nestjs pg heroku

NestJS with Postgres on Heroku

If you're looking to develop a backend application with Node.js, NestJS is a popular framework that makes it easier to build scalable and maintainable applications. And if you're planning to use a relational database like Postgres, Heroku is a great cloud platform for hosting your application.

Setting up a Postgres database on Heroku

Before we get started with NestJS, let's first set up a Postgres database on Heroku.

  • Log in to your Heroku account and create a new app.
  • Click on the "Resources" tab and search for "Heroku Postgres".
  • Select the "Hobby Dev - Free" plan and click "Provision."
  • Go to the "Settings" tab and click on "Reveal Config Vars".
  • Add a new variable called "DATABASE_URL" and copy the value.

Now we're ready to start building our NestJS application!

Setting up NestJS with Postgres

The first step is to create a new NestJS application. You can do this using the NestJS CLI:

  $ nest new my-app

Next, we need to install the dependencies for working with Postgres:

  $ npm install --save @nestjs/typeorm typeorm pg

The @nestjs/typeorm package provides integration between NestJS and TypeORM, which is a popular ORM for working with databases. The typeorm package provides the core functionality for working with databases, and pg is the Postgres driver.

Next, we need to configure TypeORM to connect to our Heroku Postgres database. We can do this by creating a new ormconfig.json file in the root of our project:

  "type": "postgres",
  "url": "DATABASE_URL",
  "entities": ["dist/**/*.entity{.ts,.js}"],
  "synchronize": true

The "type" field tells TypeORM that we're using Postgres, and the "url" field tells it to use the value of the DATABASE_URL environment variable that we set up earlier. The "entities" field tells TypeORM where to find our entity classes (more on those in a bit), and the "synchronize" field tells TypeORM to automatically create database tables based on our entity classes.

Finally, we need to create an entity class that represents a table in our database. For example, if we're building a blog application, we might create a Post entity:

import { Entity, Column, PrimaryGeneratedColumn } from 'typeorm';

export class Post {
  id: number;

  title: string;

  body: string;

  @Column({ default: false })
  published: boolean;

The @Entity() decorator tells TypeORM that this class represents a table in our database. The @PrimaryGeneratedColumn() decorator tells TypeORM to generate a unique ID for each row in the table. The @Column() decorator tells TypeORM that this property should be a column in the table. We can also specify default values for columns, as we did for the published column.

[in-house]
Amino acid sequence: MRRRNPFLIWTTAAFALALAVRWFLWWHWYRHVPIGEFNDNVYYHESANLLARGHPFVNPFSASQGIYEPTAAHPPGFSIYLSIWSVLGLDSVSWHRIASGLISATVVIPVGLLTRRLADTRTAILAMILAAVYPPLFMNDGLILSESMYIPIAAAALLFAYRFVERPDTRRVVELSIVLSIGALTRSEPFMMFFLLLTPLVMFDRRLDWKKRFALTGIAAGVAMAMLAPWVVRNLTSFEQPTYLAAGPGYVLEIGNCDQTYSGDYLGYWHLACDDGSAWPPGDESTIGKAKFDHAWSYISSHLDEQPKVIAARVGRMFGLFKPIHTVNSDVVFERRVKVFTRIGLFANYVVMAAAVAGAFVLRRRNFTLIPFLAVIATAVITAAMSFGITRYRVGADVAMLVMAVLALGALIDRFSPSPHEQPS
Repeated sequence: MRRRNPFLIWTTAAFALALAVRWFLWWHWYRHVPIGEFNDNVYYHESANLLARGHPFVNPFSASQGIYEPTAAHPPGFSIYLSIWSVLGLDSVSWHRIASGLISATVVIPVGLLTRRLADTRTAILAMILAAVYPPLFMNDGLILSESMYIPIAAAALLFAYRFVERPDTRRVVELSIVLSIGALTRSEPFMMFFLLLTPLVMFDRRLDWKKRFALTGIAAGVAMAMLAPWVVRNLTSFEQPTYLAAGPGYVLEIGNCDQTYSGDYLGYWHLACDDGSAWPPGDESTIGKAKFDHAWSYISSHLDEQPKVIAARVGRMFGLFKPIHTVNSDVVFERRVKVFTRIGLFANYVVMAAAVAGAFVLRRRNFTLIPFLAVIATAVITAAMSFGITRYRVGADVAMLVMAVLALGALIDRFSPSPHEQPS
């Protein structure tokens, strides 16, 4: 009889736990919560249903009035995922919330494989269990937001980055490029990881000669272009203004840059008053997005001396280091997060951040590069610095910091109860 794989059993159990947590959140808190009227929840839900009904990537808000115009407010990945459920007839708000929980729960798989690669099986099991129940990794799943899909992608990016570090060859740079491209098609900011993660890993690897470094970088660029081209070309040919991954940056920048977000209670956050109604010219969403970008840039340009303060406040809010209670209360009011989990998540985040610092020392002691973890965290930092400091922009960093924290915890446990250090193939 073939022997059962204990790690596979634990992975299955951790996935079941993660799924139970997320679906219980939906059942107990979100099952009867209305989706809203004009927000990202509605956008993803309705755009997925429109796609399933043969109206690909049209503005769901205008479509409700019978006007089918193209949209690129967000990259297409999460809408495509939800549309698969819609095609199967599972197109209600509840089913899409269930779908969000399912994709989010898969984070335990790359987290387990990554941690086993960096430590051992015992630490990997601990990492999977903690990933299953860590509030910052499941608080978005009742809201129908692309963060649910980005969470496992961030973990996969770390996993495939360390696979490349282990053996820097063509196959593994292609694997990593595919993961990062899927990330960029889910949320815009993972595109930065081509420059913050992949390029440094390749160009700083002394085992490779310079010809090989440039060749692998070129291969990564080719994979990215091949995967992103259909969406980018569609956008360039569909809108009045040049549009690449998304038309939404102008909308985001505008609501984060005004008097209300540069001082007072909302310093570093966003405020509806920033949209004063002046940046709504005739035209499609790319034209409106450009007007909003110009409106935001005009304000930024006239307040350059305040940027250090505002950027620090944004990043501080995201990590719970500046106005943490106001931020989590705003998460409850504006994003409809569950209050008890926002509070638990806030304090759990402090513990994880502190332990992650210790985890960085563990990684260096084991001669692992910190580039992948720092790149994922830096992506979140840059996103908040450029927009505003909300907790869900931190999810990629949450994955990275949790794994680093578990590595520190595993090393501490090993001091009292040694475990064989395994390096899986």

Now we're ready to start using our database in our NestJS application. For example, we might create a new PostsController that retrieves all posts from the database:

import { Controller, Get } from '@nestjs/common';
import { InjectRepository } from '@nestjs/typeorm';
import { Repository } from 'typeorm';
import { Post } from './post.entity';

export class PostsController {
    private readonly postRepository: Repository,
  ) {}

  async findAll(): Promise {
    return this.postRepository.find();

The @InjectRepository(Post) decorator tells NestJS to inject a repository instance for the Post entity. We can then use this repository to perform database operations, such as retrieving all posts using the find() method.

Finally, we need to configure our NestJS application to use TypeORM. We can do this by updating the app.module.ts file:

import { Module } from '@nestjs/common';
import { TypeOrmModule } from '@nestjs/typeorm';
import { PostsController } from './posts.controller';
import { Post } from './post.entity';

  imports: [TypeOrmModule.forRoot(), TypeOrmModule.forFeature([Post])],
  controllers: [PostsController],
export class AppModule {}

The TypeOrmModule.forRoot() method tells NestJS to use the ormconfig.json file that we created earlier to configure TypeORM. The TypeOrmModule.forFeature([Post]) method tells NestJS to include the Post entity in the application.

And that's it! With these steps, we've set up a NestJS application with a Postgres database hosted on Heroku. Of course, there's a lot more you can do with NestJS and TypeORM, such as adding validation, pagination, or authentication. But this should give you a good starting point.

$ nest generate module posts
$ nest generate controller posts
$ nest generate service posts
$ npm install --save @nestjs/typeorm typeorm pg
$ npm install --save-dev @types/pg @types/typeorm

If you want to test your app locally, you can use the Heroku CLI to download your database credentials:

$ heroku pg:credentials:url DATABASE --app your-app-name

This will give you a URL that you can use in your ormconfig.json file instead of the DATABASE_URL environment variable.

Happy coding!

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